Had my students hold in hand, for their heft and texture, two petrous objects. You’ll see in a mo why the Greeky adj. One was sharp and jagged, rough-textured, a bit of railbed gravel. The other, smoothed and rounded, as out of a moving stream.

They passed those round. Took em back and said, One of these is a rock, and one is a stone. I’m going to hold one up in a second, and please write down, saying nothing, which it is, rock or stone.

Held up the jagged one. Write it down, guys, which is it, rock or stone. They wrote that down. Then shows of hands. Morning section, all but two said rock. Afternoon, all but none, said rock.

photo 1 (3)

But how do you know, I asked, pretend dumbfounded. “Rock” and “stone” mean the very same thing in the dick-shun-airy. So how do you know the one’s the one, the other the other?

And we found our ways, in not too long, to these. “Rock” ends in a stop, you have to stop saying it abruptly, and that has a sudden, even jagged, feel. “Stone” ends in a nasal and you can extend the sound for as long as you have breath. That has a softer and more rounded feel.

photo 2 (2)

The words have the same denotations (dictionary meanings) but very different connotations (aurae of association). “Rock” calls to mind rough sharp jagged thangs, “stone” water-smoothy river-beings. And that’s in part because of their sharp and edgy, or smooth and rounded, sounds.

Shout-out to Mary Oliver, a line in whose poetry handbook gave me the idea, years ago. And, next up, one way to bring the thought over to actual words (not “rock” nor “stone”) of actual poems. Teaser, it involves a station of the Paris metro. Yeah that ol’ chestnut.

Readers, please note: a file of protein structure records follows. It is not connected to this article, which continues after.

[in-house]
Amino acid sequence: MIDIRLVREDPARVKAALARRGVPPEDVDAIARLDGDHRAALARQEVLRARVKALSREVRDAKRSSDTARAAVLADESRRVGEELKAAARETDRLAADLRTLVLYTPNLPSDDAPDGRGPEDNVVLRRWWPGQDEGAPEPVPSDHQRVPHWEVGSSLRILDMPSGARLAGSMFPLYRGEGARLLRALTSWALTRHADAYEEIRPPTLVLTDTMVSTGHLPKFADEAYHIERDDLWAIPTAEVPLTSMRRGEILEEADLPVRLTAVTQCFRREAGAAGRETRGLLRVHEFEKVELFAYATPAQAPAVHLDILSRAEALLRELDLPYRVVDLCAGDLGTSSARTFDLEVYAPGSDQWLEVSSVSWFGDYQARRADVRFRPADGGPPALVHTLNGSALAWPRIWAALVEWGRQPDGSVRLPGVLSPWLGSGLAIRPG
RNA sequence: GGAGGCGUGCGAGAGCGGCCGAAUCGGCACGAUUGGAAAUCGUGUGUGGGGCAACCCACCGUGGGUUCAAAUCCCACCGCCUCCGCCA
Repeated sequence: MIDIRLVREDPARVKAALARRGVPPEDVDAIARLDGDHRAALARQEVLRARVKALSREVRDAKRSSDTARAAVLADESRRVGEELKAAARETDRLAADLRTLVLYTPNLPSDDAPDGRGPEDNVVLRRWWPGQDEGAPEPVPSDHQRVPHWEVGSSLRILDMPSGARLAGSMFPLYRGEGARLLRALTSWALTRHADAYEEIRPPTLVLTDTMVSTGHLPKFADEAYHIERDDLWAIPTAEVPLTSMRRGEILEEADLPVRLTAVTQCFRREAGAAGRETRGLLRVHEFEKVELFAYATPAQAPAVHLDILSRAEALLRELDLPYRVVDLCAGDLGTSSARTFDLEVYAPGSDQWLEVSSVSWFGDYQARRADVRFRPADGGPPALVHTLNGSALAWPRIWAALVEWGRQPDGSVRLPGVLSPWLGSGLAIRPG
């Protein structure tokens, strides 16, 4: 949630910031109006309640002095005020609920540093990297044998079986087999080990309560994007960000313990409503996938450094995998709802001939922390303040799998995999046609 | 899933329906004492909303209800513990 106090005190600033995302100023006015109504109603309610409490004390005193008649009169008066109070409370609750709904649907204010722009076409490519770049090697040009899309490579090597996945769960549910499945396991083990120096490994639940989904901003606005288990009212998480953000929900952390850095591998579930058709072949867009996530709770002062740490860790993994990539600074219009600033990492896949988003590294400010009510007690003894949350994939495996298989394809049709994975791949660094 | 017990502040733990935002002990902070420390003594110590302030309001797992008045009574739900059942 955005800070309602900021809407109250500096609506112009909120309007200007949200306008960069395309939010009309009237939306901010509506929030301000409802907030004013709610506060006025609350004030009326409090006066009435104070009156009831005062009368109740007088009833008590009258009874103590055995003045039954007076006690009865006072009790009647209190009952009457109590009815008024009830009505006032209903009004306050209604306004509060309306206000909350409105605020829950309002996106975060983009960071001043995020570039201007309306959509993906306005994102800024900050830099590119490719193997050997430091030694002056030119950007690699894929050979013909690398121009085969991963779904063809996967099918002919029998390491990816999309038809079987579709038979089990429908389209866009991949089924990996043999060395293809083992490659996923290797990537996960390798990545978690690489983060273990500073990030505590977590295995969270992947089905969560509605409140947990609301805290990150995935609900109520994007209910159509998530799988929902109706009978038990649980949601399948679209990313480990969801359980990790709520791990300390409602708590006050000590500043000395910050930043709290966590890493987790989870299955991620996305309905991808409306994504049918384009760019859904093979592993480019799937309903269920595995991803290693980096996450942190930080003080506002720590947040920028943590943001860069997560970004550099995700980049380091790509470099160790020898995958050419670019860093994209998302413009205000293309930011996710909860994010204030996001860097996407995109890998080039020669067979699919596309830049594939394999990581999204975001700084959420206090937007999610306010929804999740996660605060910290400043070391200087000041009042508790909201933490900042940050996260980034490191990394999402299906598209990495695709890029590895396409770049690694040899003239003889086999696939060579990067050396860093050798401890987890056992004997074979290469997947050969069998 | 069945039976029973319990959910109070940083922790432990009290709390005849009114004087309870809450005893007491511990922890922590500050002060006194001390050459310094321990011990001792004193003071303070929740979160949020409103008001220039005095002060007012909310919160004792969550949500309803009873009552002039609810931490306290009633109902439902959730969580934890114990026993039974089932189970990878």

POSTSCRIPT. This on a night Republicans are poised to take command of the Senate, setting to stay maybe long enough to f*** up the climate for as long, or as short, as we’re like to be here. Go figger. Yo, intelligent design people, don’t you think, if there WERE an intelligent design, the designer would be a little less STUPID than sweet haphazard evolution’s given us? Um, the appendix? Um, mothers who eat their children? Um, obscenely short-sighted self-interested climate-science denial? Saw this fun on FB, where I hardly ever hang, not sure I’m as atheist as it, but.

Be well, all, someone’s got to, and maybe it’ll start a thing.

On sound (I)

When semantic meaning is eclipsed all sorts of other meaning come out of hiding. In our first class I wanted to get students thinking with their ears about vocables — oral sounds — apart from the meanings we like to grant certain of the shapes they take (words). It’s hard to explain but easy to experience.

I started them off with scat singing (always defined in terms of “nonsense” vocables — slanderous) by Louis Armstrong —

and Ella Fitzgerald:

Only a brute would deny there’s meaning there. Not the sort of meaning we mean when we say “I understand what that means.” Much closer to the meaning we mean when we say “you mean a lot to me.” When someone reaches out to someone and makes contact — that’s a meaning.

We moved on to Christian Bok’s performance of Hugo Ball’s Karawane (a more gravelly doing than the one I played in class):

In some spots it’s a little referential and a lot mimetic — jolifanto calling to mind swaying circus elephants. But at the core it’s what the Russian Futurists called zaum or beyonsense — expression released from reference so its sensuous and esoteric possibilities can unfold. Sometimes comically, as here, and sometimes not.

Some meaning is had. Some meaning is been. And some meaning is done. Our focus here is sound, but I can’t resist a bit of vision, how Ball’s poem steps out to the eye:

Anyway, my students did great with this weird trio, pointing out connections to the proto-articulations of infants (which mean nothing communicable but everything to mom and dad) and the science in non-Western cultures of the spiritual efficacy of sound.

And, less esoteric, the noises we make to get something immediate, embodied, across. Ahhhhhhhh. Oh! Hmmmm.